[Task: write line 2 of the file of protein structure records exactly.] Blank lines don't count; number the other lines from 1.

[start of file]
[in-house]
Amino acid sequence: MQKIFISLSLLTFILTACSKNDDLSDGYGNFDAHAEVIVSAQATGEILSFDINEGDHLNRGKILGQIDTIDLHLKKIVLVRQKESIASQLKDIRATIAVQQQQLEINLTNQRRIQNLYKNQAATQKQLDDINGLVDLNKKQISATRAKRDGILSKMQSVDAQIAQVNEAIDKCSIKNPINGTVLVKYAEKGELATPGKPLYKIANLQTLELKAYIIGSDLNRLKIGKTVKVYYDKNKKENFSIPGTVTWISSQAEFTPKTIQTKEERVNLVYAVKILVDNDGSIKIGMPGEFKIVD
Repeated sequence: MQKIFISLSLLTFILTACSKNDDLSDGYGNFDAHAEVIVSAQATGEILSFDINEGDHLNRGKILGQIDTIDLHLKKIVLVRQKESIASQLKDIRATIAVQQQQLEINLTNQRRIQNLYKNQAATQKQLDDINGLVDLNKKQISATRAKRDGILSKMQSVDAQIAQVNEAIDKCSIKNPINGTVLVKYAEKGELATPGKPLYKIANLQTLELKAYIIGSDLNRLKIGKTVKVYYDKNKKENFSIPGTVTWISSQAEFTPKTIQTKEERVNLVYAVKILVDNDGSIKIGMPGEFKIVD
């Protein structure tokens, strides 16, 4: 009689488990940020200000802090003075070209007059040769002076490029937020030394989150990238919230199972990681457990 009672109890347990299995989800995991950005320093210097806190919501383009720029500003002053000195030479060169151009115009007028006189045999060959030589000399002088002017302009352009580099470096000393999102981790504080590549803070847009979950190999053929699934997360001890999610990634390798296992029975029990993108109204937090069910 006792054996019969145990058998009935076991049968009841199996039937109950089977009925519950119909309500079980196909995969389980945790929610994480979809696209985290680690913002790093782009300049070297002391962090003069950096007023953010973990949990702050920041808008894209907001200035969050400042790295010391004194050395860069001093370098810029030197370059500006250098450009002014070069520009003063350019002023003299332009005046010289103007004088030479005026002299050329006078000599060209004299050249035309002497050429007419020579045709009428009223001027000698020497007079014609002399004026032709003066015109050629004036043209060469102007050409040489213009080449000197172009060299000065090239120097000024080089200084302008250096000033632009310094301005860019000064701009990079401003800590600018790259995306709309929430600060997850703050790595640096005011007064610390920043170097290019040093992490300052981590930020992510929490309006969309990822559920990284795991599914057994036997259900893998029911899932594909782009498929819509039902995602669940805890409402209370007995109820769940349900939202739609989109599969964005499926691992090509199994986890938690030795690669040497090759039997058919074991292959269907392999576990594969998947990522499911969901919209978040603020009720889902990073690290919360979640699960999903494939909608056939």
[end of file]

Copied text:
Amino acid sequence: MQKIFISLSLLTFILTACSKNDDLSDGYGNFDAHAEVIVSAQATGEILSFDINEGDHLNRGKILGQIDTIDLHLKKIVLVRQKESIASQLKDIRATIAVQQQQLEINLTNQRRIQNLYKNQAATQKQLDDINGLVDLNKKQISATRAKRDGILSKMQSVDAQIAQVNEAIDKCSIKNPINGTVLVKYAEKGELATPGKPLYKIANLQTLELKAYIIGSDLNRLKIGKTVKVYYDKNKKENFSIPGTVTWISSQAEFTPKTIQTKEERVNLVYAVKILVDNDGSIKIGMPGEFKIVD